Stand back and look at the headboard as a whole. Try to visualize if there is something you could add to it that could cover the scratches.

This could be an applied thin strip of wood to look like a panel divider.

It could be an applied molding applique (you can find many at Rockler).

Could you inset a tile in that area and have a matching tile on the opposite side for visual balance.

Or perhaps if you want to get really creative, give some though to inlay. This can be done in many forms (flowers, geometric patterns, etc.)

If you do want to try sanding, find a similar piece of plywood (preferably from the same sheet). Try to replicate the scratch/dent, then try to sand it out on the sample board.

Perhaps if you post a picture of the whole unit, more ideas could surface.

As woodworkers, we try stick to our original plans. However, life has a way of throwing us a curve ball every once in a while which we often perceive as a lemon. Lemons can make for some good lemonade at times, this could be one of those times. Don't panic and don't worry yourself sick over it just yet. Post a picture of the whole unit and lets throw some ideas around that might work with the original design and hide the scratches.

Chris

Teresa Jones
02-11-2005, 5:52 PM
Chris, I like the way you think. It never even occurred to me to add something more to the piece. I'll post another photo so you can see the entire headboard.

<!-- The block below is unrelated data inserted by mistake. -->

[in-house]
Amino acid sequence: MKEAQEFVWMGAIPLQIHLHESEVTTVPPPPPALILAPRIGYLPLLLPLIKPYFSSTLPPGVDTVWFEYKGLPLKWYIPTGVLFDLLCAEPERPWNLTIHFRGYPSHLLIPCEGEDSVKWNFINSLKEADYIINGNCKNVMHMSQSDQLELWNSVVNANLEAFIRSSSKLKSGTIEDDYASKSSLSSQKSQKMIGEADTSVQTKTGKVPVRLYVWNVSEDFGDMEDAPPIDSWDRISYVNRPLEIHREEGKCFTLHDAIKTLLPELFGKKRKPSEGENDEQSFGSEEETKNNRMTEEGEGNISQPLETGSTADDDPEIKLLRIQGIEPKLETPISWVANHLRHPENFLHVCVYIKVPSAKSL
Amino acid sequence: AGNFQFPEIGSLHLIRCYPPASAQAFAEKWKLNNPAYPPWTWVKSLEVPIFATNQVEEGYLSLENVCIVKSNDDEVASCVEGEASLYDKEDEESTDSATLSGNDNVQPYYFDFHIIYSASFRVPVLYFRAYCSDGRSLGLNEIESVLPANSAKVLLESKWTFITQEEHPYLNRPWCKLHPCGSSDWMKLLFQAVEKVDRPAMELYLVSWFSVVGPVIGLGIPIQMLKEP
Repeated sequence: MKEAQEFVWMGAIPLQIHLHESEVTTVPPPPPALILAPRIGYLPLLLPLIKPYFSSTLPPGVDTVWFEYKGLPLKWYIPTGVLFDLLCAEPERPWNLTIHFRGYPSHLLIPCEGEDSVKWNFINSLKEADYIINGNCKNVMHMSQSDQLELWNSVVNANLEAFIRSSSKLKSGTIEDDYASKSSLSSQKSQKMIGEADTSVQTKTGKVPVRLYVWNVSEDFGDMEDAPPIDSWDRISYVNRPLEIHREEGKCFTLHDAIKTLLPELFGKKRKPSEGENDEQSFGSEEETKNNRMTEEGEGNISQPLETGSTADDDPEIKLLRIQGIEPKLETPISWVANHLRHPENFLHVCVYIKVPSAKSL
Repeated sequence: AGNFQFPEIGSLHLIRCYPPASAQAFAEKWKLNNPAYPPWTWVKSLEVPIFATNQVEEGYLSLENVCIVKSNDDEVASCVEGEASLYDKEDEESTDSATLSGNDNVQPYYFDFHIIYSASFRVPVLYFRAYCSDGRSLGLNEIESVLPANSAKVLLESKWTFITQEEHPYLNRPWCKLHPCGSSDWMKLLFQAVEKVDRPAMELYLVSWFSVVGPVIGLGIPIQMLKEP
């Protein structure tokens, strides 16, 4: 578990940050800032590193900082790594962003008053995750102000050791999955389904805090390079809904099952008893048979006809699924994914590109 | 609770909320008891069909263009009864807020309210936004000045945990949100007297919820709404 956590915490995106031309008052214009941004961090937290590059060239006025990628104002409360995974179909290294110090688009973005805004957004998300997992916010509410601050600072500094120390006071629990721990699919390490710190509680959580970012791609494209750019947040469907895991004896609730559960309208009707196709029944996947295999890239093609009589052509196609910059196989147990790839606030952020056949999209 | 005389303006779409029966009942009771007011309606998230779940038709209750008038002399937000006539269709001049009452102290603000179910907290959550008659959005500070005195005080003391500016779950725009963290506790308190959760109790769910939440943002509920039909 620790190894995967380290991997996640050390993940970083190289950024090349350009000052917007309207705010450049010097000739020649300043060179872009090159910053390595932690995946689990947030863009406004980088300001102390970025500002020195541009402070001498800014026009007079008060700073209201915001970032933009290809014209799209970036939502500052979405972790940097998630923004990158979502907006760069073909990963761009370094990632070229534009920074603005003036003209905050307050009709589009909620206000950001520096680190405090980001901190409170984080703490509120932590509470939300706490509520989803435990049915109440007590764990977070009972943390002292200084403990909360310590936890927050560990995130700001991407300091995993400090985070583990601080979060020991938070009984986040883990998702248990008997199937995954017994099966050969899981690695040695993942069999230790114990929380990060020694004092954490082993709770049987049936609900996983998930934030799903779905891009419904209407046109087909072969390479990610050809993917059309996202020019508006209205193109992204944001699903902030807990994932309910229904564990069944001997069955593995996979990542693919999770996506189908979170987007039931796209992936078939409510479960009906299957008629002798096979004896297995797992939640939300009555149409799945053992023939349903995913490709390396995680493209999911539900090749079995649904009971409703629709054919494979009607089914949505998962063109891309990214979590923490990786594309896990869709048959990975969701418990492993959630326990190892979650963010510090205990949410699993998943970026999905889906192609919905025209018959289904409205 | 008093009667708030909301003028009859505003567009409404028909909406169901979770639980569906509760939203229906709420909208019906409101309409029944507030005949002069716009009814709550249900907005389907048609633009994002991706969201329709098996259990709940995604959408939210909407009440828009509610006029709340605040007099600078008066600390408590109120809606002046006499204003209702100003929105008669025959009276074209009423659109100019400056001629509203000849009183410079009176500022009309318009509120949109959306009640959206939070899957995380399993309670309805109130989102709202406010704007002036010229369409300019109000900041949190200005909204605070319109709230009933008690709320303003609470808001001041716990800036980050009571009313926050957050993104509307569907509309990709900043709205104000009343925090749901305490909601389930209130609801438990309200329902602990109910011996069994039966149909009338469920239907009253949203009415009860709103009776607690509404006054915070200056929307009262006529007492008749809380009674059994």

Thanks,

TJ

Teresa Jones
02-11-2005, 6:06 PM
http://www.sawmillcreek.org/showthread.php?t=16784

I am hoping this will take you to another posting where I uploaded photos of the headboard.

TJ

Teresa Jones
02-11-2005, 6:14 PM
Steve,

I had to use the steam approach on some other dents in this piece on one of the solid pieces and it worked like a charm. I didn't know if it would work on the plywood but I will give it a shot on a scrap piece and see where I get!

See you TUESDAY!!!!!

TJ

Ken Salisbury
02-11-2005, 6:22 PM
The scratch doesn't look all that deep in the photo.

Try this:


Take 2 small pieces of scrap plywood. Apply some medium density CA glue to one piece and generate some slurring by sanding with 180 grit paper. Quickly transfer the "slur" to the other piece and lighly sand it in. If that works then do the same thing transferring from a scrap piece to the finished product. This should fill the scratch with it's own material and become virtually invisable

Be patient - repeat until entire scratch has been filled - I have hidden lots of dents/scatches/voids using this method.

Chris DeHut
02-11-2005, 6:29 PM
http://www.sawmillcreek.org/showthread.php?t=16784

I am hoping this will take you to another posting where I uploaded photos of the headboard.

TJ

Hi again,

I can't really tell where the scratches are in the picture of the whole unit. Just guessing from the small photo (close up), there is a chance they are lower on the headboard. Could it be that you got pretty lucky and the scratches are below the mattress surface? You may want to do some quick measurements to find out. Also, if possible, can you post a new picture showing where the scratches are?

I think there are some possibilities already with either repairs or with hiding it.

Chris

Jerry Clark
02-12-2005, 1:12 PM
I have had good luck using paint thinner- on the area-- it expands the compressed fibers and then lightly sand the area.